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Blending Hydrogen in Existing Natural Gas Pipelines: Integrity Consequences from a Fitness for Service Perspective


Blending hydrogen in existing natural gas pipelines compromises steel integrity because it increases fatigue crack growth, promotes subcritical cracking and decreases fracture toughness. In this regard, several laboratories reported that the fracture toughness measured in a hydrogen containing gaseous atmosphere, KIH, can be 50% or less than KIC, the fracture toughness measured in air. From a pipeline integrity perspective, fracture mechanics predicts that injecting hydrogen in a natural gas pipeline decreases the failure pressure and the size of the critical flaw at a given pressure level. For a pipeline with a given flaw size, as shown in this work, the effect of hydrogen embrittlement (HE) in the predicted failure pressure is largest when failure occurs by brittle fracture. The HE effect on failure pressure diminishes with a decreasing crack size or increasing fracture toughness. The safety margin after a successful hydrostatic test is reduced and therefore the time between hydrotests should be decreased. In this work, all those effects were quantified using a crack assessment methodology (level 2, API 579-ASME FFS) considering literature values for KIH and KIC reported for an API 5L X52 pipeline steel. To characterize different scenarios, various crack sizes were assumed, including a small crack with a size close to the detection limit of current in-line inspection techniques and a larger crack that represents the largest crack size that could survive a hydrotest to 100% of the steel specified minimum yield stress. The implications of a smaller failure pressure and smaller critical crack size on pipeline integrity are discussed in this paper.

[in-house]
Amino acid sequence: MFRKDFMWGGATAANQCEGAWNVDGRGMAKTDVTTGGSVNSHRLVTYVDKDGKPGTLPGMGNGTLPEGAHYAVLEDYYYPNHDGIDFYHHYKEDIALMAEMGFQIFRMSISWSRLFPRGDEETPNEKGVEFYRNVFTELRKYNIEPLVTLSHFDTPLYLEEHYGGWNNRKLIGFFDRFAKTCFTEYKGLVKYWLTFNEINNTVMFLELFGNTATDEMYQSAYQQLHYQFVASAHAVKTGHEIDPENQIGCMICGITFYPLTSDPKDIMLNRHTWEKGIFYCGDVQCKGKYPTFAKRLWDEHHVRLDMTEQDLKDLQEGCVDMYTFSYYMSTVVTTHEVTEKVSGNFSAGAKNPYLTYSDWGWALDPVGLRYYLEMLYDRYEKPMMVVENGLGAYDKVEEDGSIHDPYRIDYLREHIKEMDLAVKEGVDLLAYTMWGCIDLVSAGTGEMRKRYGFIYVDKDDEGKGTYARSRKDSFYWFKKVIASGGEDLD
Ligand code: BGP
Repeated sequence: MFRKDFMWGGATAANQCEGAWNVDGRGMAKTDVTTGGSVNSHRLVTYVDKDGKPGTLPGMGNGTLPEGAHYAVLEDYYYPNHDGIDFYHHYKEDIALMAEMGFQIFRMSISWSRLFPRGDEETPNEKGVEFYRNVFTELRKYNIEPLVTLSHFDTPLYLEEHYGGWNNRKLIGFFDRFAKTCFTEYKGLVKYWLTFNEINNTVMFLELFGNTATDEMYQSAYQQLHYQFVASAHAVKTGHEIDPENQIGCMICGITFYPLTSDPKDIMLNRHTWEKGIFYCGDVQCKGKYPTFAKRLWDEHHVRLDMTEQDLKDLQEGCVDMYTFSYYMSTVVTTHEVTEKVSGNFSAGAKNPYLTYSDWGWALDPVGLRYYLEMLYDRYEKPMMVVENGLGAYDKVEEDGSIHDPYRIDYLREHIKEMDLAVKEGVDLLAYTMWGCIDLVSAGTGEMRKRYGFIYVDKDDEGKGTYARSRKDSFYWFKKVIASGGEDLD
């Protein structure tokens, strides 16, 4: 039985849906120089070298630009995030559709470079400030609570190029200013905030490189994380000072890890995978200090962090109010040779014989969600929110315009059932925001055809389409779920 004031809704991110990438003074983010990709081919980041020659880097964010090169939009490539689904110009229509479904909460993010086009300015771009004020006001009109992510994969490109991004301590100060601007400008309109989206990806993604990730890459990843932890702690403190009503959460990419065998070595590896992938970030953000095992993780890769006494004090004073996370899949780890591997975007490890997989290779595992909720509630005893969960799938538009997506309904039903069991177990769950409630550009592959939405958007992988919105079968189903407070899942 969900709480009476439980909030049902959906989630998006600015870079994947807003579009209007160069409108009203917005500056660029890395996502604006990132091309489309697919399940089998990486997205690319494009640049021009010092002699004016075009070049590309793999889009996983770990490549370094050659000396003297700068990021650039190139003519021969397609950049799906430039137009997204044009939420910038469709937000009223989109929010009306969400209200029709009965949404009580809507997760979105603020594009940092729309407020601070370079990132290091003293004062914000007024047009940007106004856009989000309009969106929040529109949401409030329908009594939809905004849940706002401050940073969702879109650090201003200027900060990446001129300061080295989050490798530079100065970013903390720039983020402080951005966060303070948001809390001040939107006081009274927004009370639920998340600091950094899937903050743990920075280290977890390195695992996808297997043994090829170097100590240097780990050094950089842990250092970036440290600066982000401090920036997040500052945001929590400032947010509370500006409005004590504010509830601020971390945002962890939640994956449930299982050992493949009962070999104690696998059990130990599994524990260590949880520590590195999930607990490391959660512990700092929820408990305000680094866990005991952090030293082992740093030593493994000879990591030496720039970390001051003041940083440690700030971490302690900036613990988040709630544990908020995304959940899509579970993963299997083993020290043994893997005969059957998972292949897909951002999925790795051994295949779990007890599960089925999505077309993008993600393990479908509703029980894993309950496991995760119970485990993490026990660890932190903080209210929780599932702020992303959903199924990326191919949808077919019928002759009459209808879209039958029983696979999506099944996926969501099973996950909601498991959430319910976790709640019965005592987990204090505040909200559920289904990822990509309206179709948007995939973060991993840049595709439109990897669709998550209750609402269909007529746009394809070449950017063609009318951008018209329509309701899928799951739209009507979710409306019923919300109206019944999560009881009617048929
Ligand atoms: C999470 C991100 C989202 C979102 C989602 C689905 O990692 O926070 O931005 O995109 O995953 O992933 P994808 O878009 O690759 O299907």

Related subjects: Hydrogen Blending
Countries: Argentina

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